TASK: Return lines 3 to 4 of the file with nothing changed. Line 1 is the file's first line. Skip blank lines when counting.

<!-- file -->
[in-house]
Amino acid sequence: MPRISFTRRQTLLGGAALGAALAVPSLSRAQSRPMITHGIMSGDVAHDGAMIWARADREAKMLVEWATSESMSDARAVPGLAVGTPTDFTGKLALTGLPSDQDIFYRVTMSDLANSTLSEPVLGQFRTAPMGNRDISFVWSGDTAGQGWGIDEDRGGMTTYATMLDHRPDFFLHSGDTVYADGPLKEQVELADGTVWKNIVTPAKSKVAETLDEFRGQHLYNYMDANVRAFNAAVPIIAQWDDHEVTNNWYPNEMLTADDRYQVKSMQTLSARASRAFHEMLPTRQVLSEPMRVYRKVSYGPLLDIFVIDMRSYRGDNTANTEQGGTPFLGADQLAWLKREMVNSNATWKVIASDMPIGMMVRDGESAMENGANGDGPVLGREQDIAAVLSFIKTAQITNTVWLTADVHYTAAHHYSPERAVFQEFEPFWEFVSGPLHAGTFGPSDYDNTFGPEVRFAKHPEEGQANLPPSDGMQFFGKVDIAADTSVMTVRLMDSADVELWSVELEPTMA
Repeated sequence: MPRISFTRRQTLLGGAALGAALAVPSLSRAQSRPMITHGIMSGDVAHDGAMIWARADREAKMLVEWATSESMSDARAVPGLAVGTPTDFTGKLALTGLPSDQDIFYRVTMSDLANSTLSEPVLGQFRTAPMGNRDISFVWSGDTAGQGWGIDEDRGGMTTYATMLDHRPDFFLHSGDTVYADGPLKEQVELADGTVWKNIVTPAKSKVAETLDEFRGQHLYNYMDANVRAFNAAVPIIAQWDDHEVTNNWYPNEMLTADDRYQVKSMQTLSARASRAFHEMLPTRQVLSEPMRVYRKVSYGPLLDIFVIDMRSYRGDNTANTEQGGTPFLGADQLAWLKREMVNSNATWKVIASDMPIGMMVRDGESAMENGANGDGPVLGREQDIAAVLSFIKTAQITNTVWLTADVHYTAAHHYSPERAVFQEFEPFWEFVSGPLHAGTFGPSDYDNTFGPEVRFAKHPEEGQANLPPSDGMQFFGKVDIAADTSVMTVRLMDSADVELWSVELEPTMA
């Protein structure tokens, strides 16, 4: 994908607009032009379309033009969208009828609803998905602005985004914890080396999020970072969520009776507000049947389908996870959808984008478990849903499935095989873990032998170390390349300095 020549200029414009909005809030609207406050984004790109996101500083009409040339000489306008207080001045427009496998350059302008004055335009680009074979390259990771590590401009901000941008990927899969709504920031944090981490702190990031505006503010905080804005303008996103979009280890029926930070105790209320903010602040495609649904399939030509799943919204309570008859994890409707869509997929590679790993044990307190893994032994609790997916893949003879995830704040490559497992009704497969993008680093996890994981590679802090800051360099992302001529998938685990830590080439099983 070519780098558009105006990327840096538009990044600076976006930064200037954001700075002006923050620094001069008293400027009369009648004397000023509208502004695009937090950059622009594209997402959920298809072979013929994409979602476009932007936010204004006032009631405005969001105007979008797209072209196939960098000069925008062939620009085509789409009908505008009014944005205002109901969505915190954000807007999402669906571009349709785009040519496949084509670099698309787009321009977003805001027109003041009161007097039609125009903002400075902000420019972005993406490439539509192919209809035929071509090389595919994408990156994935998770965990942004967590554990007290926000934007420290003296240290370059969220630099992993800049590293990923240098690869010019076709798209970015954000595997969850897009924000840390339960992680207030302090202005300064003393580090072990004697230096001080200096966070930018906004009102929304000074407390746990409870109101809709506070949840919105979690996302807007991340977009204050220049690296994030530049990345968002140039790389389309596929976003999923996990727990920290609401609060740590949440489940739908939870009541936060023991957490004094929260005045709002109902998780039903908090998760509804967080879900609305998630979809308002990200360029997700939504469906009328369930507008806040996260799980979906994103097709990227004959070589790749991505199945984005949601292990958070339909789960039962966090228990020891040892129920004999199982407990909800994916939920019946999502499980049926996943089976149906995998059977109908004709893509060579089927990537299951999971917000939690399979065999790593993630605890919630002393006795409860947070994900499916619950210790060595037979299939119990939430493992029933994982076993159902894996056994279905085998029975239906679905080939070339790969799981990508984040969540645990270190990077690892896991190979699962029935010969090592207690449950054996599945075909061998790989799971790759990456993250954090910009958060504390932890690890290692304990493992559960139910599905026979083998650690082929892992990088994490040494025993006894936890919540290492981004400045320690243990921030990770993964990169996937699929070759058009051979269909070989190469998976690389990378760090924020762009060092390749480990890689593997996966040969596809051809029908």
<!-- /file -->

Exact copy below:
Repeated sequence: MPRISFTRRQTLLGGAALGAALAVPSLSRAQSRPMITHGIMSGDVAHDGAMIWARADREAKMLVEWATSESMSDARAVPGLAVGTPTDFTGKLALTGLPSDQDIFYRVTMSDLANSTLSEPVLGQFRTAPMGNRDISFVWSGDTAGQGWGIDEDRGGMTTYATMLDHRPDFFLHSGDTVYADGPLKEQVELADGTVWKNIVTPAKSKVAETLDEFRGQHLYNYMDANVRAFNAAVPIIAQWDDHEVTNNWYPNEMLTADDRYQVKSMQTLSARASRAFHEMLPTRQVLSEPMRVYRKVSYGPLLDIFVIDMRSYRGDNTANTEQGGTPFLGADQLAWLKREMVNSNATWKVIASDMPIGMMVRDGESAMENGANGDGPVLGREQDIAAVLSFIKTAQITNTVWLTADVHYTAAHHYSPERAVFQEFEPFWEFVSGPLHAGTFGPSDYDNTFGPEVRFAKHPEEGQANLPPSDGMQFFGKVDIAADTSVMTVRLMDSADVELWSVELEPTMA
């Protein structure tokens, strides 16, 4: 994908607009032009379309033009969208009828609803998905602005985004914890080396999020970072969520009776507000049947389908996870959808984008478990849903499935095989873990032998170390390349300095 020549200029414009909005809030609207406050984004790109996101500083009409040339000489306008207080001045427009496998350059302008004055335009680009074979390259990771590590401009901000941008990927899969709504920031944090981490702190990031505006503010905080804005303008996103979009280890029926930070105790209320903010602040495609649904399939030509799943919204309570008859994890409707869509997929590679790993044990307190893994032994609790997916893949003879995830704040490559497992009704497969993008680093996890994981590679802090800051360099992302001529998938685990830590080439099983 070519780098558009105006990327840096538009990044600076976006930064200037954001700075002006923050620094001069008293400027009369009648004397000023509208502004695009937090950059622009594209997402959920298809072979013929994409979602476009932007936010204004006032009631405005969001105007979008797209072209196939960098000069925008062939620009085509789409009908505008009014944005205002109901969505915190954000807007999402669906571009349709785009040519496949084509670099698309787009321009977003805001027109003041009161007097039609125009903002400075902000420019972005993406490439539509192919209809035929071509090389595919994408990156994935998770965990942004967590554990007290926000934007420290003296240290370059969220630099992993800049590293990923240098690869010019076709798209970015954000595997969850897009924000840390339960992680207030302090202005300064003393580090072990004697230096001080200096966070930018906004009102929304000074407390746990409870109101809709506070949840919105979690996302807007991340977009204050220049690296994030530049990345968002140039790389389309596929976003999923996990727990920290609401609060740590949440489940739908939870009541936060023991957490004094929260005045709002109902998780039903908090998760509804967080879900609305998630979809308002990200360029997700939504469906009328369930507008806040996260799980979906994103097709990227004959070589790749991505199945984005949601292990958070339909789960039962966090228990020891040892129920004999199982407990909800994916939920019946999502499980049926996943089976149906995998059977109908004709893509060579089927990537299951999971917000939690399979065999790593993630605890919630002393006795409860947070994900499916619950210790060595037979299939119990939430493992029933994982076993159902894996056994279905085998029975239906679905080939070339790969799981990508984040969540645990270190990077690892896991190979699962029935010969090592207690449950054996599945075909061998790989799971790759990456993250954090910009958060504390932890690890290692304990493992559960139910599905026979083998650690082929892992990088994490040494025993006894936890919540290492981004400045320690243990921030990770993964990169996937699929070759058009051979269909070989190469998976690389990378760090924020762009060092390749480990890689593997996966040969596809051809029908």